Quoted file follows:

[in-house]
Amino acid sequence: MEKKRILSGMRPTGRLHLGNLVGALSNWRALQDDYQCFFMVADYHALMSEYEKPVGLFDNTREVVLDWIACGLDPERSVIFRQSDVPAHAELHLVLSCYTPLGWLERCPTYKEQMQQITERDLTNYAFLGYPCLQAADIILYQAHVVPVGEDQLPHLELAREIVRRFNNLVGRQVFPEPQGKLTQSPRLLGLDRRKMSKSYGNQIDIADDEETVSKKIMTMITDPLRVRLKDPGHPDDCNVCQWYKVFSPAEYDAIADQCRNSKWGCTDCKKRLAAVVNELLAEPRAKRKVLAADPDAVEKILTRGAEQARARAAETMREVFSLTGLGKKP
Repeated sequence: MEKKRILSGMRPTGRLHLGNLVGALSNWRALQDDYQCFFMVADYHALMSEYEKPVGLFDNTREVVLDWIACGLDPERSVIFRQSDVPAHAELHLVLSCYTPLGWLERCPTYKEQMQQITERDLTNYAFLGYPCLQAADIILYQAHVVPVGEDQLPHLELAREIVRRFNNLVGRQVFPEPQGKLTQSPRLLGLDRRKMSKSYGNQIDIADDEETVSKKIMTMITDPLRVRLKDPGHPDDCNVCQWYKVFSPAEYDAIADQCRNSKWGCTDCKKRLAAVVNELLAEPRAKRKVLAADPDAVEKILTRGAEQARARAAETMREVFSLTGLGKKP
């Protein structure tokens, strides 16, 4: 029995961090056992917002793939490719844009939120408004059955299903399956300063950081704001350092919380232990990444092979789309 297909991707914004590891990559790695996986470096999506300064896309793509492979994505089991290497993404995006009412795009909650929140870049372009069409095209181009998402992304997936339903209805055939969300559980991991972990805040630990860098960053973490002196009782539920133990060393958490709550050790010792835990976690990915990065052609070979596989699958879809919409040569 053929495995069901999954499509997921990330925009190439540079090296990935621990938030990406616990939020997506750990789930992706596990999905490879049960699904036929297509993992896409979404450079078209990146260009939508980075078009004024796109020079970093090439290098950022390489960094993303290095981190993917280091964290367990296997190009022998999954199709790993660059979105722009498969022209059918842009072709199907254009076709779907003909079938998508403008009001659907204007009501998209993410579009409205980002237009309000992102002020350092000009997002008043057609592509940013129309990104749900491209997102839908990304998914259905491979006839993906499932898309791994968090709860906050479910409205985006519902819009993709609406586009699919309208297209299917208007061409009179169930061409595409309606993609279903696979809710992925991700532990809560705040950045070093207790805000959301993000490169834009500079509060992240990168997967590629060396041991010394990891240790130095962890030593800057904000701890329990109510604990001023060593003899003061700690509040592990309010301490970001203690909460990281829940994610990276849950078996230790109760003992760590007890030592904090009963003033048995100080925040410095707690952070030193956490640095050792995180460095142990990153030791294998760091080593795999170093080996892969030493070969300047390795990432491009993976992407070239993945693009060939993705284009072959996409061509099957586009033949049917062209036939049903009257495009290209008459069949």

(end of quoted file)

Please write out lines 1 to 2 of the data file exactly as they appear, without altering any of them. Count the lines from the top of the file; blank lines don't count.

[in-house]
Amino acid sequence: MEKKRILSGMRPTGRLHLGNLVGALSNWRALQDDYQCFFMVADYHALMSEYEKPVGLFDNTREVVLDWIACGLDPERSVIFRQSDVPAHAELHLVLSCYTPLGWLERCPTYKEQMQQITERDLTNYAFLGYPCLQAADIILYQAHVVPVGEDQLPHLELAREIVRRFNNLVGRQVFPEPQGKLTQSPRLLGLDRRKMSKSYGNQIDIADDEETVSKKIMTMITDPLRVRLKDPGHPDDCNVCQWYKVFSPAEYDAIADQCRNSKWGCTDCKKRLAAVVNELLAEPRAKRKVLAADPDAVEKILTRGAEQARARAAETMREVFSLTGLGKKP